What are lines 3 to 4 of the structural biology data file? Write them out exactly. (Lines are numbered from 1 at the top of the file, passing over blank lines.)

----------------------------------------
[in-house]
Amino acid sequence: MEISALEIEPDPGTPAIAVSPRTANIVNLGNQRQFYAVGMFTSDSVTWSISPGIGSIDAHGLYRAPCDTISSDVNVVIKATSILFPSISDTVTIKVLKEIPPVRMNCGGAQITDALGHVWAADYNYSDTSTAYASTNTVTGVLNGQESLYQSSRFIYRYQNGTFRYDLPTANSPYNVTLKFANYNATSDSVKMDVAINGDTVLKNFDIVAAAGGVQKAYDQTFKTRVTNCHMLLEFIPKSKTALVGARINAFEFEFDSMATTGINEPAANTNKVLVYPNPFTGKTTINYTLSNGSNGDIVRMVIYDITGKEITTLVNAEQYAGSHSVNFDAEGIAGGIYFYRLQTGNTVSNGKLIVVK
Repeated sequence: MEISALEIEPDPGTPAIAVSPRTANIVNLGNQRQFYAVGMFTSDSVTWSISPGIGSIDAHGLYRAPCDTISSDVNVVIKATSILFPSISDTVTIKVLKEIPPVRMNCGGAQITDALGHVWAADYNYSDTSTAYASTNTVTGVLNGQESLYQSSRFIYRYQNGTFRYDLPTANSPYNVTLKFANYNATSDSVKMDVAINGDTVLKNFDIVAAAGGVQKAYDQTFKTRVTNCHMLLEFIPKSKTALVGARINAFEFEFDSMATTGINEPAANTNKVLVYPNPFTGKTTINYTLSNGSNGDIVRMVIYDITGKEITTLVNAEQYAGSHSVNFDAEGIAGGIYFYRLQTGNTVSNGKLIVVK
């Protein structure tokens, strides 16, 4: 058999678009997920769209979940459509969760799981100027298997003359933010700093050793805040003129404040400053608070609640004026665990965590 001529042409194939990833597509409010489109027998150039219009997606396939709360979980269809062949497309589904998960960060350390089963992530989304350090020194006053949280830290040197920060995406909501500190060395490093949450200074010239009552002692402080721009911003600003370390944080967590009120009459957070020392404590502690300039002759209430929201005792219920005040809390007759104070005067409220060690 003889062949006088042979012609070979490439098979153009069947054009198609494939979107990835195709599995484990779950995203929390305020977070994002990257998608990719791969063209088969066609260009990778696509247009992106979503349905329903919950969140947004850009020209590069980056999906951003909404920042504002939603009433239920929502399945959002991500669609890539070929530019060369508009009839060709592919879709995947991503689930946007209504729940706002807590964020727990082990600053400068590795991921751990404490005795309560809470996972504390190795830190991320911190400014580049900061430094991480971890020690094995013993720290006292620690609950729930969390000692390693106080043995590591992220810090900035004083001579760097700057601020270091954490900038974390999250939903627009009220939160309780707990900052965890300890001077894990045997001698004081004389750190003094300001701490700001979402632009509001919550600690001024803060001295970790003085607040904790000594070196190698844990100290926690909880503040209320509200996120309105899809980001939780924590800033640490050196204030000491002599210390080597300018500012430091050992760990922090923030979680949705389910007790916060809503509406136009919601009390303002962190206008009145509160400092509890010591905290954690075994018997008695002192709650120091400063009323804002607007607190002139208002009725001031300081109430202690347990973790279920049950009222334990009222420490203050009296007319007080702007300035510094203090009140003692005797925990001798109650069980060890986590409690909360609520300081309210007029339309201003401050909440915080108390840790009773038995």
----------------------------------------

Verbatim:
Repeated sequence: MEISALEIEPDPGTPAIAVSPRTANIVNLGNQRQFYAVGMFTSDSVTWSISPGIGSIDAHGLYRAPCDTISSDVNVVIKATSILFPSISDTVTIKVLKEIPPVRMNCGGAQITDALGHVWAADYNYSDTSTAYASTNTVTGVLNGQESLYQSSRFIYRYQNGTFRYDLPTANSPYNVTLKFANYNATSDSVKMDVAINGDTVLKNFDIVAAAGGVQKAYDQTFKTRVTNCHMLLEFIPKSKTALVGARINAFEFEFDSMATTGINEPAANTNKVLVYPNPFTGKTTINYTLSNGSNGDIVRMVIYDITGKEITTLVNAEQYAGSHSVNFDAEGIAGGIYFYRLQTGNTVSNGKLIVVK
């Protein structure tokens, strides 16, 4: 058999678009997920769209979940459509969760799981100027298997003359933010700093050793805040003129404040400053608070609640004026665990965590 001529042409194939990833597509409010489109027998150039219009997606396939709360979980269809062949497309589904998960960060350390089963992530989304350090020194006053949280830290040197920060995406909501500190060395490093949450200074010239009552002692402080721009911003600003370390944080967590009120009459957070020392404590502690300039002759209430929201005792219920005040809390007759104070005067409220060690 003889062949006088042979012609070979490439098979153009069947054009198609494939979107990835195709599995484990779950995203929390305020977070994002990257998608990719791969063209088969066609260009990778696509247009992106979503349905329903919950969140947004850009020209590069980056999906951003909404920042504002939603009433239920929502399945959002991500669609890539070929530019060369508009009839060709592919879709995947991503689930946007209504729940706002807590964020727990082990600053400068590795991921751990404490005795309560809470996972504390190795830190991320911190400014580049900061430094991480971890020690094995013993720290006292620690609950729930969390000692390693106080043995590591992220810090900035004083001579760097700057601020270091954490900038974390999250939903627009009220939160309780707990900052965890300890001077894990045997001698004081004389750190003094300001701490700001979402632009509001919550600690001024803060001295970790003085607040904790000594070196190698844990100290926690909880503040209320509200996120309105899809980001939780924590800033640490050196204030000491002599210390080597300018500012430091050992760990922090923030979680949705389910007790916060809503509406136009919601009390303002962190206008009145509160400092509890010591905290954690075994018997008695002192709650120091400063009323804002607007607190002139208002009725001031300081109430202690347990973790279920049950009222334990009222420490203050009296007319007080702007300035510094203090009140003692005797925990001798109650069980060890986590409690909360609520300081309210007029339309201003401050909440915080108390840790009773038995």